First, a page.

In 1969, Chrysler had bought a new plant in Whitley on the outskirts of Coventry; it progressively moved all research and development from Humber Road into this new facility. The Research Centre's staff first major project was the styling and development of the C Car. First thoughts included four headlamps and a full width rear lighting assembly. Like the B Car (Avenger), the shape was almost pure Detroit, and the cars looked quite similar. Roy Axe, who influenced the car, wrote: "I was Director Design Chrysler UK then and the boss was Gilbert Hunt (now deceased). The project designer was Curt Gwinn, who I had hired in. He was a Chrysler USA designer but not at the time I hired him so he was a genuine UK employee not a transferee. Curt never went back to the USA. He worked for me for quite a time and eventually became the designer in charge of advanced projects for Peugeot in France."
Chrysler Centura styling details, including prototypes and sketches. / More Chrysler Centura photos.
In early 1970, Chrysler Europe decided to refocus the C car and have just one version, built in France, for both markets. It retained its UK-styling but was given a Simca-styled front end and interior. The Rootes flavour was watered down; real wood trim, leather seats, and air conditioning were dropped, a pattern that would be followed with the C6 (Alpine) and C2 (Horizon), although at the time of the C car the UK operation continued to have considerable engineering input.
The biggest shock, though, was the decision to drop the British V6 engine. According to Graham Robson's book, The Cars of the Rootes Group,"Design was complete and development well on the way, with dozens of prototypes running when, suddenly, at the beginning of 1970, the British end of the project was cancelled. Tooling already being installed at Humber Road for production of the V6 engine was ripped out. The Simca engined car was launched later in 1970".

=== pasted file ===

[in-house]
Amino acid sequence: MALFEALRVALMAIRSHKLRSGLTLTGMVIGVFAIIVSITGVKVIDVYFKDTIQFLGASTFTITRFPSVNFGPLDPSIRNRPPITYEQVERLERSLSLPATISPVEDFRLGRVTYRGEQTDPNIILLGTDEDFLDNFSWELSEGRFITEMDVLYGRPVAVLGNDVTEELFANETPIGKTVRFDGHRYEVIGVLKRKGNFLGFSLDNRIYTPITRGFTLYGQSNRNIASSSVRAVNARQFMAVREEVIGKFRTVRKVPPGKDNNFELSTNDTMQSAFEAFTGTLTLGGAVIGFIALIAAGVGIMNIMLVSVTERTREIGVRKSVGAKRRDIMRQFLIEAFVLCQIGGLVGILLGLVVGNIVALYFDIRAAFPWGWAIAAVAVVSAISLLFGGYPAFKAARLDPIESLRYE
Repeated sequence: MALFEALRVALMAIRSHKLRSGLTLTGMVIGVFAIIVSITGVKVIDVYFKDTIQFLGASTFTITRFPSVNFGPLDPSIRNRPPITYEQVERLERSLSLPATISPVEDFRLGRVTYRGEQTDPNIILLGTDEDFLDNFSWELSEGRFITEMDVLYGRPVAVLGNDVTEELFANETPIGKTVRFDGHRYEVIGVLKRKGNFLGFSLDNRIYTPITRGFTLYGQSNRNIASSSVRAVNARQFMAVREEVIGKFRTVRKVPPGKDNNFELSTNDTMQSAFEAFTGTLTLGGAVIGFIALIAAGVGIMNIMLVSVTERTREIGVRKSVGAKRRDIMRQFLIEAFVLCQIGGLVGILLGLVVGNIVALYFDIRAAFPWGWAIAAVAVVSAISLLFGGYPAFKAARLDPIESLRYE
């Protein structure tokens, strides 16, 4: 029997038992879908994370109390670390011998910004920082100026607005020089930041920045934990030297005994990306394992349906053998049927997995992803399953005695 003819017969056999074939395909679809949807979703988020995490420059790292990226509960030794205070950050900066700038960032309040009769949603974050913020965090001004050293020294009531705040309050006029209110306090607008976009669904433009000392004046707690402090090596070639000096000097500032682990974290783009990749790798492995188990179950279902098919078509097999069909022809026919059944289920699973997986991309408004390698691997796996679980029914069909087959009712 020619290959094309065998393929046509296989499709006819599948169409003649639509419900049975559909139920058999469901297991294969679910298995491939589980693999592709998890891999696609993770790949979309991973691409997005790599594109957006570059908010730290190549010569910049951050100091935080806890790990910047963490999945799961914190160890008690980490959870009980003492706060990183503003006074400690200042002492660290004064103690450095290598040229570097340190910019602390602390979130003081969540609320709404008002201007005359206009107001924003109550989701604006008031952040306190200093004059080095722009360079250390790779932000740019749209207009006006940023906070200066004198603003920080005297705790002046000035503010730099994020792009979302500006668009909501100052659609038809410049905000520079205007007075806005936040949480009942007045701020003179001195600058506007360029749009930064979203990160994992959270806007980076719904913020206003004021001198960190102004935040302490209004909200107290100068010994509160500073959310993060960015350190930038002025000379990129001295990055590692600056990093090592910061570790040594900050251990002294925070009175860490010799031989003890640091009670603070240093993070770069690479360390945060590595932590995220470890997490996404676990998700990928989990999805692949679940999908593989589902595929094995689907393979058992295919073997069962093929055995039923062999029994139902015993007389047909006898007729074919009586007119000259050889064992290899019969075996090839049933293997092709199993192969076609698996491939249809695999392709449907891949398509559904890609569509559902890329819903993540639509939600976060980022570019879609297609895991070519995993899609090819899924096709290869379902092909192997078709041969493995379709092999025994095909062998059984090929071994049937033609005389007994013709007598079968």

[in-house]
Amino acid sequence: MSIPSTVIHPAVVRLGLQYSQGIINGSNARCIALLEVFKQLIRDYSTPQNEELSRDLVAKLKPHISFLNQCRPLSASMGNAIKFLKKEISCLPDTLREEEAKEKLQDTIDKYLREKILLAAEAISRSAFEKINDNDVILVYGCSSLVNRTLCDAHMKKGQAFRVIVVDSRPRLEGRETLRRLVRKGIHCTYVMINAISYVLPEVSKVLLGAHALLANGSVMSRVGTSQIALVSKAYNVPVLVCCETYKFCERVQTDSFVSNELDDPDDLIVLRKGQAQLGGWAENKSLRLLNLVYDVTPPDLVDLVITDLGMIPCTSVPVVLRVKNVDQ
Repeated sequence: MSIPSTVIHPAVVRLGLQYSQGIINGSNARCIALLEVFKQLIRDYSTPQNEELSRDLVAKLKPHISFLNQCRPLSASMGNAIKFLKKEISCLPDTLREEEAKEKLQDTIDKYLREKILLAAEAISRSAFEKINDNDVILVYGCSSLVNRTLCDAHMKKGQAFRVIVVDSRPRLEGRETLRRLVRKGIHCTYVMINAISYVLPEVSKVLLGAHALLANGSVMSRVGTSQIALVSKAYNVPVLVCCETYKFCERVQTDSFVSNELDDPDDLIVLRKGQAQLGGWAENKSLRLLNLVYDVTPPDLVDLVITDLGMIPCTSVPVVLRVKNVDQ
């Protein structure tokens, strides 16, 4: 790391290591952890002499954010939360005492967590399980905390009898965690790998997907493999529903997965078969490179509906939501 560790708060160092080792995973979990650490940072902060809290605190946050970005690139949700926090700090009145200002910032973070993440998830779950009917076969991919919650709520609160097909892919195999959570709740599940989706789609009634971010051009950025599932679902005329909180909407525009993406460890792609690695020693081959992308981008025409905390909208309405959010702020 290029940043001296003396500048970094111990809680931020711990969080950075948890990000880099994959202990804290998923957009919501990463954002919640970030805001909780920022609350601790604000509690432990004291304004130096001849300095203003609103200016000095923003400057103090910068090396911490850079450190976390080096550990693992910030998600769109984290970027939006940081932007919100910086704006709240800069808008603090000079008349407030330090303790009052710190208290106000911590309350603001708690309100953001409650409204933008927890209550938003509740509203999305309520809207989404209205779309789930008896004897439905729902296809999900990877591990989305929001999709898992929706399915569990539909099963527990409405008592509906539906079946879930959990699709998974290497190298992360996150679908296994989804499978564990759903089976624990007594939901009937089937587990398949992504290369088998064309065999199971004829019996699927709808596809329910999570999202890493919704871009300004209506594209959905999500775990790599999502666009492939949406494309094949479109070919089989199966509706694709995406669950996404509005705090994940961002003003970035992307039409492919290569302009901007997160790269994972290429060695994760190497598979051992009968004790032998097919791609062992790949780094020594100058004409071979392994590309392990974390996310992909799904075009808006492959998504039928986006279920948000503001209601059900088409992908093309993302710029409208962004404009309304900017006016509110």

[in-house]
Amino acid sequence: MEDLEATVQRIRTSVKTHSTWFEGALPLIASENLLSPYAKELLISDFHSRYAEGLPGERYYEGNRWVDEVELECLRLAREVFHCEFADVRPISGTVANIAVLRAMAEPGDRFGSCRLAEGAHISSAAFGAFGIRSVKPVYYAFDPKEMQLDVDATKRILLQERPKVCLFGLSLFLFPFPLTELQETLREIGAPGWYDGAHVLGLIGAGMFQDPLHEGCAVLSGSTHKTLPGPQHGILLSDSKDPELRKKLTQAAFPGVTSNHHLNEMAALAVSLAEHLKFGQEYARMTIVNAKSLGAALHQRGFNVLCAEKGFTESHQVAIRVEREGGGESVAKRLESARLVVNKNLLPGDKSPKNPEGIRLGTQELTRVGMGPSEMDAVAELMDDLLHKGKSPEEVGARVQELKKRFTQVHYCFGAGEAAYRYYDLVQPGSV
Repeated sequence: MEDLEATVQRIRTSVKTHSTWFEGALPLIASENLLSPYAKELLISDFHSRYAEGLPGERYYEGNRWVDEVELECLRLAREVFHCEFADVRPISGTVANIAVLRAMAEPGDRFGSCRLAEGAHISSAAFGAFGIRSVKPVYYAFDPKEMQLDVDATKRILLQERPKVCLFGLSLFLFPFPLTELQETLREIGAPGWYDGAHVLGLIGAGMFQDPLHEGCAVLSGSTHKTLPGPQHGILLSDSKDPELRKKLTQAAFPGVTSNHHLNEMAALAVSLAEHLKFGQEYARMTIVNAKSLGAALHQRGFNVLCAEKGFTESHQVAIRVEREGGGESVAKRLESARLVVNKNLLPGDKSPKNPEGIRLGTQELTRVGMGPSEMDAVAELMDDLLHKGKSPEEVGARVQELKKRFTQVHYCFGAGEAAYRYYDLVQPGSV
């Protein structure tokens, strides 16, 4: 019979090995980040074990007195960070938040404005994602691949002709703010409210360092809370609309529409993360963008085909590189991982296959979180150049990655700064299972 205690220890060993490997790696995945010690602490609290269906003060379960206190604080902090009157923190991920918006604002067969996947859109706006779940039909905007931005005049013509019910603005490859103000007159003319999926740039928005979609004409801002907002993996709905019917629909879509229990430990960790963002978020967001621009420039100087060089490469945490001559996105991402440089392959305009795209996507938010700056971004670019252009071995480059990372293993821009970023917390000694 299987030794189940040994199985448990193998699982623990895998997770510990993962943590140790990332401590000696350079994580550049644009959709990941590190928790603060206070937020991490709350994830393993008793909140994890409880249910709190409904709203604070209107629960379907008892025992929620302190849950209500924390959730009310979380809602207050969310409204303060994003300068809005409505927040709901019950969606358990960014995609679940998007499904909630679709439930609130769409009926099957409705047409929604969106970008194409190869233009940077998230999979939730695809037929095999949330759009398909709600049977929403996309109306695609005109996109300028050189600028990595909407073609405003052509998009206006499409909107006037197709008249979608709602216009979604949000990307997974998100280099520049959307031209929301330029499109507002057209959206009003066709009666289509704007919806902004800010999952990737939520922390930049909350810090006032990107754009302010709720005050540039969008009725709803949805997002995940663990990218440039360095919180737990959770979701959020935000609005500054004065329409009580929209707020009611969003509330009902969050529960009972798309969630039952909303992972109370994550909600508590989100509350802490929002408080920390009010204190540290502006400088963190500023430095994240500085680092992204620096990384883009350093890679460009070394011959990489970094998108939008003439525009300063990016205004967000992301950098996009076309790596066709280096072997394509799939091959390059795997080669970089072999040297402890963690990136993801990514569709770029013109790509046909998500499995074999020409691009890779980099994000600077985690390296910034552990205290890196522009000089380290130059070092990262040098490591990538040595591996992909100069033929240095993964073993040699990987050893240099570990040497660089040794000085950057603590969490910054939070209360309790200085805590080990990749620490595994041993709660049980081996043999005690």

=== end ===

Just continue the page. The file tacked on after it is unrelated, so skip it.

Of the £38 million set aside to develop the V6 engine, £31m had been spent when the engines were cancelled and the tools and jigs at the Stoke engine plant in Coventry were ripped out and either scrapped or converted for other projects. The decision proved a hammer-blow to morale in the UK when people saw their efforts passed over in favour of Poissy; it also made the car less distinctive. In 1975, Harry Sheron, Chrysler Europe’s Head of Engineering and the top Rootes engineer in 1969, told Autocar: “Personally, I am very sorry that the V6 engine was not used. It was a good, smooth, economical, compact unit which could have changed the image of the C7, the Chrysler 180, and made it an even more upmarket car”.
When the Chrysler 180 range was initially launched in France it met with apathy from most elements of the press. That is not to say that it was a bad car. Technically it may not have been exciting, but it was up-to-date.
The Chrysler 160, Chrysler 160GT and Chrysler 180 were introduced at the Paris Salon in October 1970. They were promoted as being ‘an American from Paris’! They had been known inside Chrysler France as the Simca 1800 project and replaced the Simca 1501 as well as taking the company back into the luxury sector for the first time since the Vedette went out of production a decade before.